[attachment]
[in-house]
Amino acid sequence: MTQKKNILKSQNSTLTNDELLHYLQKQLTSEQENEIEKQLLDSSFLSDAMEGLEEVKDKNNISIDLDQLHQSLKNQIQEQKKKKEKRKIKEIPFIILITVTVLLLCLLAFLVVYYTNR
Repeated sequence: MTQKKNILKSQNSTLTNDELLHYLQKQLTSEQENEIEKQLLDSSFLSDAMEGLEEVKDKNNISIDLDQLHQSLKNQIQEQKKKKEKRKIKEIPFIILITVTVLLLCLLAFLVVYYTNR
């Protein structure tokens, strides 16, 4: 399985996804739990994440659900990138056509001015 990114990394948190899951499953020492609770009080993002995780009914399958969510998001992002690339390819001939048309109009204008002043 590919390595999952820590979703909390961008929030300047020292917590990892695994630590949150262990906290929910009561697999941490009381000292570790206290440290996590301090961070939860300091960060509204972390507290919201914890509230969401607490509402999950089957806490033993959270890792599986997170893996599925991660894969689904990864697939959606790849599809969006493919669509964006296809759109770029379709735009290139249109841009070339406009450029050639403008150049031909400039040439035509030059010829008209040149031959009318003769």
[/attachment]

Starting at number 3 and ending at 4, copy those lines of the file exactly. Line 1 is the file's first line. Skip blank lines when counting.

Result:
Repeated sequence: MTQKKNILKSQNSTLTNDELLHYLQKQLTSEQENEIEKQLLDSSFLSDAMEGLEEVKDKNNISIDLDQLHQSLKNQIQEQKKKKEKRKIKEIPFIILITVTVLLLCLLAFLVVYYTNR
């Protein structure tokens, strides 16, 4: 399985996804739990994440659900990138056509001015 990114990394948190899951499953020492609770009080993002995780009914399958969510998001992002690339390819001939048309109009204008002043 590919390595999952820590979703909390961008929030300047020292917590990892695994630590949150262990906290929910009561697999941490009381000292570790206290440290996590301090961070939860300091960060509204972390507290919201914890509230969401607490509402999950089957806490033993959270890792599986997170893996599925991660894969689904990864697939959606790849599809969006493919669509964006296809759109770029379709735009290139249109841009070339406009450029050639403008150049031909400039040439035509030059010829008209040149031959009318003769």